Comfort Food

Comfort Food2016-12-06T09:53:01+00:00

The gut-brain axis continues to be a fascinating area of research. It involves learning how the brain communicates with the gastrointestinal (GI) system’s mostly independent enteric nervous system. In the Inside Tract® newsletter, Issue 182, we talked about our ‘other’ taste buds, the ones that line the GI tract and affect the way we perceive food. Now, in a small, innovative study published in the Journal of Clinical Investigation,1 scientists have found that fatty foods might make us feel good, or at least help mitigate sadness, even if we can’t taste, smell, or even know that we’re eating them.

You might be asking, “How could they have discovered that?” The answer lies in 12 brave volunteer research participants who agreed to undergo a series of fasting, emotional manipulation, brain scans, and intragastric infusions! Scientists have long known that there is a relationship between mood and eating behaviour, but this study aimed to explore the specific mechanisms behind it.

First thing in the morning, on four separate days, the researchers fitted each of the 12 participants with a gastric feeding tube (affixed to the face and running down the mouth, through the esophagus, to the top of the stomach). They started the emotion inducement portion of the test (see side bar) three minutes before they administered 250mL of either fatty acid (dodecanoic acid) or a saline solution. At four fixed times throughout the test, the participants rated their hunger, fullness, nausea, and mood. They were not aware of the purpose of the study or the contents of the gastroinfusions they received, helping to prevent biased responses. When the induced emotion was sadness and the infusion contained the fatty acid solution, participants reported less hunger and a more positive mood than on the days when they received the control saline infusion.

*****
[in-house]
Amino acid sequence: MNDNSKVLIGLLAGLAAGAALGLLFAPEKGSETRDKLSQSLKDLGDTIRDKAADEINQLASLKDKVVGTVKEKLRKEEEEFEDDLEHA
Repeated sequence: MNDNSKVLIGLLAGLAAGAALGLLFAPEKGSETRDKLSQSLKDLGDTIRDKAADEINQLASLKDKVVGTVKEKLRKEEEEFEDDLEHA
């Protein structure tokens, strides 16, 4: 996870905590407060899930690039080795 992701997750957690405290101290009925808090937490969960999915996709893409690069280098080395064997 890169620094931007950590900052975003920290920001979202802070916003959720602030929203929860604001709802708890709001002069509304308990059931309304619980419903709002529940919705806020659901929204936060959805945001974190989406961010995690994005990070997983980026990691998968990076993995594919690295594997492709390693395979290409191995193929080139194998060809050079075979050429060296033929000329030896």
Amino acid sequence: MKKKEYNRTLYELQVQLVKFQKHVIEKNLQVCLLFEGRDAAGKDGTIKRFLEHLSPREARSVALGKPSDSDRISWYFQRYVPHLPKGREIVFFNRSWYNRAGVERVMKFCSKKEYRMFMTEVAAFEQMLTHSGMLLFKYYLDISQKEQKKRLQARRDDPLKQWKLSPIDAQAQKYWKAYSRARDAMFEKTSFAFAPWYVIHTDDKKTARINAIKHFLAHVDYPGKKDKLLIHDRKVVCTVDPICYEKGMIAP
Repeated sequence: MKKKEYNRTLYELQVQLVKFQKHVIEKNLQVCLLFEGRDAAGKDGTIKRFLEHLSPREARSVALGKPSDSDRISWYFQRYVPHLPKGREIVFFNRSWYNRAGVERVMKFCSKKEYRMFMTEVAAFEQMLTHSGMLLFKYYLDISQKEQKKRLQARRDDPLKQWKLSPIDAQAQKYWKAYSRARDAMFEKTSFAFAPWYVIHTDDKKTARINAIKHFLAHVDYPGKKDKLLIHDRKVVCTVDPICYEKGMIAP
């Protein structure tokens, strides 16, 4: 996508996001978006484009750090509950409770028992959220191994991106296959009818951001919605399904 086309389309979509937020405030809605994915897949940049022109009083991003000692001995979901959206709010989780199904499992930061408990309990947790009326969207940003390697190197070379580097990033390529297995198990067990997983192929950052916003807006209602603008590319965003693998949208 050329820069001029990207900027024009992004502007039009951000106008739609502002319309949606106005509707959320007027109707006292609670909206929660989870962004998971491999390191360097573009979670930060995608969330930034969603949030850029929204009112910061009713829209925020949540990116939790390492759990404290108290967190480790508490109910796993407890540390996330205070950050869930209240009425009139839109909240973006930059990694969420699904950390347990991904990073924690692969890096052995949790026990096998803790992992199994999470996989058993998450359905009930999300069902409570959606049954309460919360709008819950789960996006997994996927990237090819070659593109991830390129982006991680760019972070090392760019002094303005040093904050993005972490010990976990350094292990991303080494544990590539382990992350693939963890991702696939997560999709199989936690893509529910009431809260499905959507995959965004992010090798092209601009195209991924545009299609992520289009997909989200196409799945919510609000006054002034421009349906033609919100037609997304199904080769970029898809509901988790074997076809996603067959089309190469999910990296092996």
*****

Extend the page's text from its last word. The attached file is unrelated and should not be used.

The researchers also monitored the participants’ brains using magnetic resonance imaging (MRI), which they started before the intragastric infusions and continued for a full 40 minutes throughout each test. They found that the fatty-acid infusion appeared to have an effect on areas of the brain associated with mood.

 

Conclusion

That greasy poutine might look, smell, taste, and feel delicious as you are eating it, but this study suggests that, even without any of those conscious sensations, your gut will still ‘talk’ to your brain about its contents, and this conversation makes you feel more contented and less hungry.

This is a very small study and the researchers do not intend it to encourage unhealthy eating habits. After all, physical activity can have a positive effect on mood as well! Certain GI conditions, such as irritable bowel syndrome (IBS), are associated with psychological conditions such as depression and anxiety, and issues with overeating are sometimes associated with mood regulation problems. This study contributes to a growing body of research from which health care providers can form a better understanding of, and treating options for, some GI and psychological conditions.


First published in the Inside Tract® newsletter issue 187 – 2013
1. Van Oudenhove, Lukas et al. Fatty acid-induced gut-brain signaling attenuates neural and behavioral effects of sad emotion in humans. The Journal of Clinical Investigation. 2011;121(8):3094-99.